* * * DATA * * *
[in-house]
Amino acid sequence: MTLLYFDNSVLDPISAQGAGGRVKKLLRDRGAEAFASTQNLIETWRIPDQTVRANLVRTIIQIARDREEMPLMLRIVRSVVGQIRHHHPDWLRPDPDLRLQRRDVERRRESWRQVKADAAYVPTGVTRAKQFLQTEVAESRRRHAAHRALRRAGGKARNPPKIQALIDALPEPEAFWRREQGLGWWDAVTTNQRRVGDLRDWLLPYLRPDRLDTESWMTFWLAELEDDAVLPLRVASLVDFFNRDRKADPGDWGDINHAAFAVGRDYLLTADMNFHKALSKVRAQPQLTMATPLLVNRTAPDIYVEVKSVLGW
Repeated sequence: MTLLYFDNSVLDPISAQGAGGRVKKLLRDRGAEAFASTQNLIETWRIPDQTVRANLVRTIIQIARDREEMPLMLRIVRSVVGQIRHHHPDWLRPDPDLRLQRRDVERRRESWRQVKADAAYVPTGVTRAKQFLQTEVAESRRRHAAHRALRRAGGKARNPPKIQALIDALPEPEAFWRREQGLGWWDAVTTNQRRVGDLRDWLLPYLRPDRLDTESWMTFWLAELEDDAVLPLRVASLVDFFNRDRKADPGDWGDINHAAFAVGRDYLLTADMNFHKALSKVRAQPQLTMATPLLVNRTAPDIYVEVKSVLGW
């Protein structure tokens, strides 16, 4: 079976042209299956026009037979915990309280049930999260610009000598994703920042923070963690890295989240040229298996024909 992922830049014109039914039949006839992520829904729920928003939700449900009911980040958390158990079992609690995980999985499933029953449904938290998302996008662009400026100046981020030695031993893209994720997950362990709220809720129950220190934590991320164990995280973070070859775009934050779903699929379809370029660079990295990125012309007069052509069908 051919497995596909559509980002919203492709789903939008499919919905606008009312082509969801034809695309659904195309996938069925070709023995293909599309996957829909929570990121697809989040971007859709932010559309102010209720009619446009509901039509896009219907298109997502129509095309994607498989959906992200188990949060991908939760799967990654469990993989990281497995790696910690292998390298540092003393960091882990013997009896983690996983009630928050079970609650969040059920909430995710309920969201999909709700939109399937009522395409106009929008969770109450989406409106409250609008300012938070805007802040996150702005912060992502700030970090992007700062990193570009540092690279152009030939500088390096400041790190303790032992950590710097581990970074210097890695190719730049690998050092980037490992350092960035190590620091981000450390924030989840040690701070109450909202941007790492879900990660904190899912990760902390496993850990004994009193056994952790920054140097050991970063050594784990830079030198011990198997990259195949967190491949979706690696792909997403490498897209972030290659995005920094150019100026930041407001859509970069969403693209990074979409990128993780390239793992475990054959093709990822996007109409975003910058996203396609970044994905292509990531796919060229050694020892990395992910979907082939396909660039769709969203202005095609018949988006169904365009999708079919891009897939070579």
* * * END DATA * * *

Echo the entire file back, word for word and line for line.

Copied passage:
[in-house]
Amino acid sequence: MTLLYFDNSVLDPISAQGAGGRVKKLLRDRGAEAFASTQNLIETWRIPDQTVRANLVRTIIQIARDREEMPLMLRIVRSVVGQIRHHHPDWLRPDPDLRLQRRDVERRRESWRQVKADAAYVPTGVTRAKQFLQTEVAESRRRHAAHRALRRAGGKARNPPKIQALIDALPEPEAFWRREQGLGWWDAVTTNQRRVGDLRDWLLPYLRPDRLDTESWMTFWLAELEDDAVLPLRVASLVDFFNRDRKADPGDWGDINHAAFAVGRDYLLTADMNFHKALSKVRAQPQLTMATPLLVNRTAPDIYVEVKSVLGW
Repeated sequence: MTLLYFDNSVLDPISAQGAGGRVKKLLRDRGAEAFASTQNLIETWRIPDQTVRANLVRTIIQIARDREEMPLMLRIVRSVVGQIRHHHPDWLRPDPDLRLQRRDVERRRESWRQVKADAAYVPTGVTRAKQFLQTEVAESRRRHAAHRALRRAGGKARNPPKIQALIDALPEPEAFWRREQGLGWWDAVTTNQRRVGDLRDWLLPYLRPDRLDTESWMTFWLAELEDDAVLPLRVASLVDFFNRDRKADPGDWGDINHAAFAVGRDYLLTADMNFHKALSKVRAQPQLTMATPLLVNRTAPDIYVEVKSVLGW
């Protein structure tokens, strides 16, 4: 079976042209299956026009037979915990309280049930999260610009000598994703920042923070963690890295989240040229298996024909 992922830049014109039914039949006839992520829904729920928003939700449900009911980040958390158990079992609690995980999985499933029953449904938290998302996008662009400026100046981020030695031993893209994720997950362990709220809720129950220190934590991320164990995280973070070859775009934050779903699929379809370029660079990295990125012309007069052509069908 051919497995596909559509980002919203492709789903939008499919919905606008009312082509969801034809695309659904195309996938069925070709023995293909599309996957829909929570990121697809989040971007859709932010559309102010209720009619446009509901039509896009219907298109997502129509095309994607498989959906992200188990949060991908939760799967990654469990993989990281497995790696910690292998390298540092003393960091882990013997009896983690996983009630928050079970609650969040059920909430995710309920969201999909709700939109399937009522395409106009929008969770109450989406409106409250609008300012938070805007802040996150702005912060992502700030970090992007700062990193570009540092690279152009030939500088390096400041790190303790032992950590710097581990970074210097890695190719730049690998050092980037490992350092960035190590620091981000450390924030989840040690701070109450909202941007790492879900990660904190899912990760902390496993850990004994009193056994952790920054140097050991970063050594784990830079030198011990198997990259195949967190491949979706690696792909997403490498897209972030290659995005920094150019100026930041407001859509970069969403693209990074979409990128993780390239793992475990054959093709990822996007109409975003910058996203396609970044994905292509990531796919060229050694020892990395992910979907082939396909660039769709969203202005095609018949988006169904365009999708079919891009897939070579």